Two Salas Valley Fever Bills Signed by Governor

Tuesday, August 28, 2018

Assemblymember Rudy Salas attends a valley fever symposium

AB 1787 and AB 1788 standardize and streamline Valley Fever reporting

SACRAMENTO – Today, Governor Jerry Brown signed into law two valley fever bills authored and introduced by Assemblymember Rudy Salas (D-Bakersfield). Assembly Bills (AB) 1787 and 1788 standardize and streamline the reporting process for valley fever, allowing for greater efficiency and accuracy in the confirmation and collection of Valley Fever cases across California.

“This is a big win for the thousands of valley fever patients and families affected by this disease,” said Assemblymember Salas. “This is the culmination of years of working to make progress on a disease that has not always received the attention that it warrants. These bills will help to ensure that our state has the most accurate valley fever data available so that health officials can respond to the growing number of cases in our state.”

“AB 1787 will improve valley fever data collection by ensuring accuracy and consistent data throughout the state,” said Matt Constantine, Director of Public Health at Kern County. “Having the most up-to-date, accurate data is critical to our ability to track and understand trends surrounding valley fever. I greatly appreciate the efforts of Assemblymember Salas and the support of the legislature and governor in approving AB 1787 because it is a simple, common sense solution that will help us be able to focus on reducing the risk to patients and improving outcomes for valley fever patients.”

“Valley Fever Americas Foundation is proud to have been a part of the bipartisan efforts to get these bills approved,” said Rob Purdie of Valley Fever Americas Foundation. “The governor’s signature on these bills is another milestone in a legislative journey that was begun several years ago. We look forward to building on this year’s success as we prepare for next year’s efforts.”

AB 1787 would standardize the reporting process by establishing an annual deadline for the California Department of Public Health (CDPH) to collect valley fever cases and ensure CDPH and local health departments have consistent, accurate data for Valley Fever.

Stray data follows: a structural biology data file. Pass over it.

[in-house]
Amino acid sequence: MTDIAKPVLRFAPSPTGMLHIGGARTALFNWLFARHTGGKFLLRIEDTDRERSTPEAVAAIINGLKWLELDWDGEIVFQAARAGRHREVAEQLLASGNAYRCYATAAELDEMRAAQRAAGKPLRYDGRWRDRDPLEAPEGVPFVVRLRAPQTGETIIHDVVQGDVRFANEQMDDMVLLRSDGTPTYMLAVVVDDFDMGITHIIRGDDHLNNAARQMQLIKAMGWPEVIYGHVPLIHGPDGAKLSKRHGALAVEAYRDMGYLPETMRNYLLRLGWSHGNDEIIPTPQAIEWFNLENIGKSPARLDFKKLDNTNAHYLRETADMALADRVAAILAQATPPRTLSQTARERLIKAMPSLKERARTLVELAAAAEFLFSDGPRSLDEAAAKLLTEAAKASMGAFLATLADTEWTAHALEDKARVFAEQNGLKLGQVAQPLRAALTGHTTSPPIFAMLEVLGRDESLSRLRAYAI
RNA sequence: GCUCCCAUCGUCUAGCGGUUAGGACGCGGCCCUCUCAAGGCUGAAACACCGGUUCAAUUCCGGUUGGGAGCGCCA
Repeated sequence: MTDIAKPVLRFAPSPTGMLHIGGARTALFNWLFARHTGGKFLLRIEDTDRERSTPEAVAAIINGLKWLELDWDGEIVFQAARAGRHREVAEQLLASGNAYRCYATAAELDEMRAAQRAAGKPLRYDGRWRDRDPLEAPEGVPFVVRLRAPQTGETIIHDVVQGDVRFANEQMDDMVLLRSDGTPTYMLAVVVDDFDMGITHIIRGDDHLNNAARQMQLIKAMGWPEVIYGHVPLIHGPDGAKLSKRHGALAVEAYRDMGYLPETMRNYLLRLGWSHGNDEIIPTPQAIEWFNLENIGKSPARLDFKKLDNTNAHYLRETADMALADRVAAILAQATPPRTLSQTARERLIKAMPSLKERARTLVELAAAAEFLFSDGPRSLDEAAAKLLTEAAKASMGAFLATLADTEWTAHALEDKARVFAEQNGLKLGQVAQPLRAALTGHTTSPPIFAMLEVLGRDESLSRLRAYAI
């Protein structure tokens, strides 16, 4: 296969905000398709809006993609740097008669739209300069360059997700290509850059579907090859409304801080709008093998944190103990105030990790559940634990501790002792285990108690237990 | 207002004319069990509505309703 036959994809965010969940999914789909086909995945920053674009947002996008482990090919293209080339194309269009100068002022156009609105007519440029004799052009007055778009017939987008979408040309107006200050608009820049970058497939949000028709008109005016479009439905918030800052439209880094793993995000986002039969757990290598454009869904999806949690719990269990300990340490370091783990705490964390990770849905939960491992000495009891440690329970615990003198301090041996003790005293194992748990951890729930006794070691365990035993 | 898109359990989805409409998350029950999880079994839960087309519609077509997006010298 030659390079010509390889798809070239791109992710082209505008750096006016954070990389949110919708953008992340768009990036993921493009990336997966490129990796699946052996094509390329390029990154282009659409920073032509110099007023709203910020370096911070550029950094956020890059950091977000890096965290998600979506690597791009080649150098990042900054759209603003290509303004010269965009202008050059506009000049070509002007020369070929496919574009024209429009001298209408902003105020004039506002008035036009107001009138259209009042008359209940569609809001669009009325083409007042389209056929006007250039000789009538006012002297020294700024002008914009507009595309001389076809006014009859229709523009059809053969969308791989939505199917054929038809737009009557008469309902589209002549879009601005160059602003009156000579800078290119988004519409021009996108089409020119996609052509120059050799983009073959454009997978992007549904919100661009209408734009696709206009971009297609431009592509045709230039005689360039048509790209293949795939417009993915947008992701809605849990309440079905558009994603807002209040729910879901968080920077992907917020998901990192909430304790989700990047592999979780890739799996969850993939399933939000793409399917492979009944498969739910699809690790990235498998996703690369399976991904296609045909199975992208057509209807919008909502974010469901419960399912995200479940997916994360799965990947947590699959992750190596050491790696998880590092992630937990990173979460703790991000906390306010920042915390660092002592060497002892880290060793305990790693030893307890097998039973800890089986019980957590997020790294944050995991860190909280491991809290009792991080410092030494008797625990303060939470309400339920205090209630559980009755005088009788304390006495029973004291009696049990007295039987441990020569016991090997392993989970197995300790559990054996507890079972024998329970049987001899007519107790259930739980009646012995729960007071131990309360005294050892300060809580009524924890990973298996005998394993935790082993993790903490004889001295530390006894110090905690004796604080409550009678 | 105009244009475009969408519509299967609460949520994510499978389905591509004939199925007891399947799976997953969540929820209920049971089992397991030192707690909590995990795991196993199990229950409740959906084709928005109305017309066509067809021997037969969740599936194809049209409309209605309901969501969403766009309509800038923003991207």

AB 1788 would provide a modified case definition that allows positive laboratory test data to confirm cases of valley fever, which studies have shown to increase efficiency, reduce strain on resources, allow for enhanced surveillance, and maintain accuracy to improve the state’s ability to handle the record high, rapidly rising number of valley fever cases.

This has been a momentous year for Valley Fever in California. Assemblymember Salas worked to secure $8 million in the 2018-19 state budget to address the valley fever epidemic through research and outreach. In addition to the funding secured in the budget, Assemblymember Salas introduced a comprehensive valley fever legislative package of four bills early in the year that sought to address different aspects of the disease, including the two bills dealing with reporting that were today signed by the governor. One bill that sought to improve worker safety as it relates to valley fever – AB 1789 – was held in the Assembly Committee on Appropriations. The fourth remaining valley fever bill – AB 1790, the Valley Fever Education, Early Diagnosis, and Treatment Act – is awaiting approval in the Assembly, whereupon, if approved, it will be sent to the governor. AB 1790 seeks to raise awareness among healthcare providers, physicians and the public about the symptoms, treatment and diagnosis of valley fever.

This year, the Kern County Public Health Department announced that valley fever cases had increased for the fourth straight year in Kern County, including nine deaths in 2017 alone. Recently, the California Department of Public Health (CDPH) released the valley fever confirmed totals for 2017 and saw a record high in the state for the second consecutive year, with nearly 2,000 more cases recorded last year than the total in 2016 (5,509 cases reported in 2016 and 7,466 cases reported in 2017). In addition, valley fever is a dramatically underreported disease. The Centers for Disease Control and Prevention (CDC) estimates that 150,000 cases go unreported every year in the United States.

Assemblymember Rudy Salas presenting a valley fever bill in Health Committee

Assemblymember Rudy Salas with Rob Purdie at the annual Valley Fever Walk

Assemblymember Rudy Salas introducing the valley fever legislative package

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Assemblymember Salas represents part of the City of Bakersfield, the cities of Arvin, Avenal, Corcoran, Delano, Hanford, Lemoore, McFarland, Shafter, Wasco, and the communities of Armona, Buttonwillow, Home Garden, Kettleman City, Lamont, Lost Hills, Stratford and Weedpatch.